But really, that’s not what I took away from this film. Rather, Nishi Japon has been on my mind since I watched it Sunday, floating through my consciousness every so often. I wasn’t sure what to think of it when it ended. But given its lingering in my mind since, I would consider that a sign of an inherently great film.
The movie is about siblings who have gathered for a vacation/holiday in their father’s hill station in the Himalayas. The father is played by Soumitra Chatterjee. Rituparna Sengupta plays the bubbly and matchmaking-fixated Anita, wife of Nirmal (Sabyasachi Chakraborty), who looks waaaay too old to be playing her husband. Also central to the story are Anita’s sister Sunita (Raima Sen) and Nirmal’s brother Shyamal (Parambrata). They are also accompanied by their father’s friend who can’t stop talking about his beloved guru and ashram. When an early-morning earthquake destroys the bridge that connects them to the mainland, they are stranded with no electricity and dwindling food. What happens next is the gradual disintegration of a seemingly-perfect and happy family. Oh, and Nishi Japon is directed by Sandeep Ray, son of the Bengali legendary award-winning director Satyajit Ray.
Sabyasachi Chakraborty as Nirmal
Soumitra Chatterjee as the father (left), and his friend on the right
Raima Sen as Sunita
Rituparna Sengupta as Anita
What I liked most about this film is how much was NOT said or shown. Sunita seems somewhat boring and emotionless, but a brief shot of her lying in bed listening to her walkman while tears well up in her eyes lets us know there is much more to her than meets the eye. Same for Shyamal. He tells his sister how marriage will turn him from “a man with a future to a man with a past,” but he adoringly lingers by Sunita’s bedroom as she sings beautifully in the evenings. Shyamal and Sunita’s liking of each other was adorably sweet and so real and my favorite part of the film. And *that* is what was so great- everything seemed so real here that I often didn’t feel like I was watching actors. Many of the characters are openly irreligious/atheist, and their tauntings of the guru-worshipping friend of their father was at times funny but also thought-provoking. An especially powerful scene revolved around Sunita and Nirmal. Early in the movie, she playfully teased him about a pretty woman he might be seeing on the side and they laugh. Later, it’s made obvious that she has been deeply hurt by this all along and suppressed her feelings.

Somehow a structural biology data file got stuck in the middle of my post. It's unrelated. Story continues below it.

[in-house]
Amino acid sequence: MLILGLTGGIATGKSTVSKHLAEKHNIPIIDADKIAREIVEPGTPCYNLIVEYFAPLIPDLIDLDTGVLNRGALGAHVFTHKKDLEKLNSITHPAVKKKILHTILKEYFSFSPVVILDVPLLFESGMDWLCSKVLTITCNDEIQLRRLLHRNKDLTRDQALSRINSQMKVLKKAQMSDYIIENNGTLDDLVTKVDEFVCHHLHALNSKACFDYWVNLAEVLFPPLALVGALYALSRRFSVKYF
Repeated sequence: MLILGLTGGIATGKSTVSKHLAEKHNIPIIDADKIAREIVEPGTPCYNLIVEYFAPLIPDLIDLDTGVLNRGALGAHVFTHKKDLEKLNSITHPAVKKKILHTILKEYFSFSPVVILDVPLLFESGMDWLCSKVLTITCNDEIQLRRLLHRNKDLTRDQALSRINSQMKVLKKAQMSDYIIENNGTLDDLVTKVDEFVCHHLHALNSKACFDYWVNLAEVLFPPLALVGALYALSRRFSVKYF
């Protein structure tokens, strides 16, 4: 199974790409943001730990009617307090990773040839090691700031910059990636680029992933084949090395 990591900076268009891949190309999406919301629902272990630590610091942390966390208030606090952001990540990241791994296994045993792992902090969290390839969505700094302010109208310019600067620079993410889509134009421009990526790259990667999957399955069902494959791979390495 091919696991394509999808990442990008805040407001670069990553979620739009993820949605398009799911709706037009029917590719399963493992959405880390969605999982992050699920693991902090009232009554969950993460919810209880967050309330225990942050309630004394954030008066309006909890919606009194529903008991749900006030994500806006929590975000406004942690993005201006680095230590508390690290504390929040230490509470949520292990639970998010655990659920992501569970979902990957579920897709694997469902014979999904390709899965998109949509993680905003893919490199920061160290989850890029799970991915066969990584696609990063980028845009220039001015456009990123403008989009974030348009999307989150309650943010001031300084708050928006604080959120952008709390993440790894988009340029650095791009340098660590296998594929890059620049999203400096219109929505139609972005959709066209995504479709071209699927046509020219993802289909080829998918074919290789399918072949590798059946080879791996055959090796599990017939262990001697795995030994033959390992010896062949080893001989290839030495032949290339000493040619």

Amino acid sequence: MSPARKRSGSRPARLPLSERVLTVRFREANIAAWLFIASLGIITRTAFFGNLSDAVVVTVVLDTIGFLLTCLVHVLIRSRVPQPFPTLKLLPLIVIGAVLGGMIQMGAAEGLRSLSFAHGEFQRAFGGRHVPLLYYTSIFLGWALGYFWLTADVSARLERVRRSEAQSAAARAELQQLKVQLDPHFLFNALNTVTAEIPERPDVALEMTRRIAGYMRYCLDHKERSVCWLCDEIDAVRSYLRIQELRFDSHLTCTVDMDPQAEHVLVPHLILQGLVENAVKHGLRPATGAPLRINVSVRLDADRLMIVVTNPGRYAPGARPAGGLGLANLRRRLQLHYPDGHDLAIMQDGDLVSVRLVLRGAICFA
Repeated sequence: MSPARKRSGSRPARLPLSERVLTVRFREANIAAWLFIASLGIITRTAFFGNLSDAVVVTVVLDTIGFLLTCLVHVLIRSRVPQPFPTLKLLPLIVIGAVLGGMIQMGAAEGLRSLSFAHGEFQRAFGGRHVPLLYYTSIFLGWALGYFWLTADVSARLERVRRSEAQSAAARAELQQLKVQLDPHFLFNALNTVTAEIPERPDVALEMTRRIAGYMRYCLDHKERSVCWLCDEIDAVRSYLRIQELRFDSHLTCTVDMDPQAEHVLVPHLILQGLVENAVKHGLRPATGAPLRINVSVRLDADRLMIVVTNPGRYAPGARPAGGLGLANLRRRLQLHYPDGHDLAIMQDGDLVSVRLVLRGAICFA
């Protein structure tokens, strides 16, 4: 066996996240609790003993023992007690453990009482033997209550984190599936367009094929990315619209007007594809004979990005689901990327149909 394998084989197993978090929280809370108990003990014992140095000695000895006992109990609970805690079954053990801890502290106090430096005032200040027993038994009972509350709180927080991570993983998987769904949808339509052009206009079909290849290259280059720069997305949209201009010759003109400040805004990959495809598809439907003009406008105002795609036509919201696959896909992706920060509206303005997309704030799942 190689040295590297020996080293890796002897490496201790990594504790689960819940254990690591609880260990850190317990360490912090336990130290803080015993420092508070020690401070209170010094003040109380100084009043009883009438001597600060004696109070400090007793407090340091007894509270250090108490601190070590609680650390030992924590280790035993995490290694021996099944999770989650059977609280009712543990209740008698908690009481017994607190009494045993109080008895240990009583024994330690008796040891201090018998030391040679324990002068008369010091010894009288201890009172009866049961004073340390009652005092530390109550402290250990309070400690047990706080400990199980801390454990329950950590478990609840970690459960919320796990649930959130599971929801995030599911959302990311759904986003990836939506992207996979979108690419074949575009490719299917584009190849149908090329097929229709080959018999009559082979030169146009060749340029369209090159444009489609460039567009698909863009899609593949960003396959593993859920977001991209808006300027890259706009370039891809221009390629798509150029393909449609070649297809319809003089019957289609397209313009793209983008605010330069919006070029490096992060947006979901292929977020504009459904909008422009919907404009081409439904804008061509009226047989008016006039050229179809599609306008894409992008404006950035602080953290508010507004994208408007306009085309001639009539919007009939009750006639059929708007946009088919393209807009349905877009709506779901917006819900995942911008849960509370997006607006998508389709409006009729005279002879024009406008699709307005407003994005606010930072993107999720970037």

That said, the film failed for me in being realistic about the earthquake and the aftermath. I’m sorry, but where were the cell phones or the landlines? I never quite believed that they were really that isolated. Little things didn’t quite add up.
And why in the hell were they so casual about their household help? Right after the earthquake, they don’t even go check on him and the excuse is “oh he sleeps through everything.” When it turns tragic, I felt really bad for him, poor guy! At the very end, when help finally arrives on the other side of the crevice, no one is happy. They seem to know how severely f’d up the whole situation has turned their family, but there is hope. Anita and Nirmal are seen lightly touching each other, and Shyamal and Sunita hold each other’s hand. Yay, hopefully they’ll all mend the problems later!
For a Bengali film, I thought that was quite a positive ending compared to some I’ve seen. The film brings up timeless and important points that all of us can relate to and that cause us to pause and consider how we are acting in our own lives. That said, I expected the conflict in the film to be more complex than it was.
Also, I’ve since learned that nearly all the actors/actresses in this film are very famous in Bengali cinema, especially Soumitra Chatterjee and Sabyasachi Chakraborty.
As I said before, Shyamal and Sunita’s relationship was my favorite part of the film. They seemed to be the only sane ones among the characters, and there is quite a bit left unsaid about their past that made for some interesting guessing. After the movie was over I began imagining more about them and what might have happened to them if there was a “Nishi Japon 2.” And damn... Parambrata is one intellectually-sexy man here.
Onto another shallow topic: Rituparna’s sweater-sari combo. Maybe I’ve never paid attention, but I’d never seen a sweater worn this way with a sari- the pallu is thrown over the sweater on one half! I had to stare at it for a while before I understand what she had done, hehe.